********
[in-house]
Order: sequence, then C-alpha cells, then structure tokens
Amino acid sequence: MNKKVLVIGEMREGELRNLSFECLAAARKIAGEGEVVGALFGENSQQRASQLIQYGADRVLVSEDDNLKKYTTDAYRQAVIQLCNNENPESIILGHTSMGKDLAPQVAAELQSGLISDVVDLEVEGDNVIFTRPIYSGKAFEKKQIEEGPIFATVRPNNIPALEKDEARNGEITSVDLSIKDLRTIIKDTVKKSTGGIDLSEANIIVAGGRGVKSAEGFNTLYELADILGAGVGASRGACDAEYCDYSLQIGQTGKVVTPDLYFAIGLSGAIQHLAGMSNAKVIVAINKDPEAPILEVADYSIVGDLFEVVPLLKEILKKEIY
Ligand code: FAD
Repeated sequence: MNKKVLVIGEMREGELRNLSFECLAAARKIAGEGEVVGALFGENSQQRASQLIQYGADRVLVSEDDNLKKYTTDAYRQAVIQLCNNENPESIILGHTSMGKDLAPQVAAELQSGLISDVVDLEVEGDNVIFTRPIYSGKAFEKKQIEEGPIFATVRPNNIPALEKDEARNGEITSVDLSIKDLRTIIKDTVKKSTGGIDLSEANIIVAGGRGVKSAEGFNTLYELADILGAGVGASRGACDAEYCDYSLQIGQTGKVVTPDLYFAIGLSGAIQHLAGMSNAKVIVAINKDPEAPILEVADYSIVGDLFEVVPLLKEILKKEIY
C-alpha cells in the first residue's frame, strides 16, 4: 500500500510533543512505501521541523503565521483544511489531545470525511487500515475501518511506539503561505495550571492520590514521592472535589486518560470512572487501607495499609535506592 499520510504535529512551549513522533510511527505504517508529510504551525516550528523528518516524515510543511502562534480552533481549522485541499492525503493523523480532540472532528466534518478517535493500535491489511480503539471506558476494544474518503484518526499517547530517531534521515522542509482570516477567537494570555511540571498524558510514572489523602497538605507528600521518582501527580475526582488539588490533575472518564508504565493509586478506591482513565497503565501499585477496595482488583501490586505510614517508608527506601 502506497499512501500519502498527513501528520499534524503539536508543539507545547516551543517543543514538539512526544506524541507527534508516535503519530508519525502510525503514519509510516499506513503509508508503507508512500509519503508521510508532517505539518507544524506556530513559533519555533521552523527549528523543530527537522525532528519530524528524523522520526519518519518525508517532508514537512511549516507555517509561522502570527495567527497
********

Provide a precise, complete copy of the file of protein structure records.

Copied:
[in-house]
Order: sequence, then C-alpha cells, then structure tokens
Amino acid sequence: MNKKVLVIGEMREGELRNLSFECLAAARKIAGEGEVVGALFGENSQQRASQLIQYGADRVLVSEDDNLKKYTTDAYRQAVIQLCNNENPESIILGHTSMGKDLAPQVAAELQSGLISDVVDLEVEGDNVIFTRPIYSGKAFEKKQIEEGPIFATVRPNNIPALEKDEARNGEITSVDLSIKDLRTIIKDTVKKSTGGIDLSEANIIVAGGRGVKSAEGFNTLYELADILGAGVGASRGACDAEYCDYSLQIGQTGKVVTPDLYFAIGLSGAIQHLAGMSNAKVIVAINKDPEAPILEVADYSIVGDLFEVVPLLKEILKKEIY
Ligand code: FAD
Repeated sequence: MNKKVLVIGEMREGELRNLSFECLAAARKIAGEGEVVGALFGENSQQRASQLIQYGADRVLVSEDDNLKKYTTDAYRQAVIQLCNNENPESIILGHTSMGKDLAPQVAAELQSGLISDVVDLEVEGDNVIFTRPIYSGKAFEKKQIEEGPIFATVRPNNIPALEKDEARNGEITSVDLSIKDLRTIIKDTVKKSTGGIDLSEANIIVAGGRGVKSAEGFNTLYELADILGAGVGASRGACDAEYCDYSLQIGQTGKVVTPDLYFAIGLSGAIQHLAGMSNAKVIVAINKDPEAPILEVADYSIVGDLFEVVPLLKEILKKEIY
C-alpha cells in the first residue's frame, strides 16, 4: 500500500510533543512505501521541523503565521483544511489531545470525511487500515475501518511506539503561505495550571492520590514521592472535589486518560470512572487501607495499609535506592 499520510504535529512551549513522533510511527505504517508529510504551525516550528523528518516524515510543511502562534480552533481549522485541499492525503493523523480532540472532528466534518478517535493500535491489511480503539471506558476494544474518503484518526499517547530517531534521515522542509482570516477567537494570555511540571498524558510514572489523602497538605507528600521518582501527580475526582488539588490533575472518564508504565493509586478506591482513565497503565501499585477496595482488583501490586505510614517508608527506601 502506497499512501500519502498527513501528520499534524503539536508543539507545547516551543517543543514538539512526544506524541507527534508516535503519530508519525502510525503514519509510516499506513503509508508503507508512500509519503508521510508532517505539518507544524506556530513559533519555533521552523527549528523543530527537522525532528519530524528524523522520526519518519518525508517532508514537512511549516507555517509561522502570527495567527497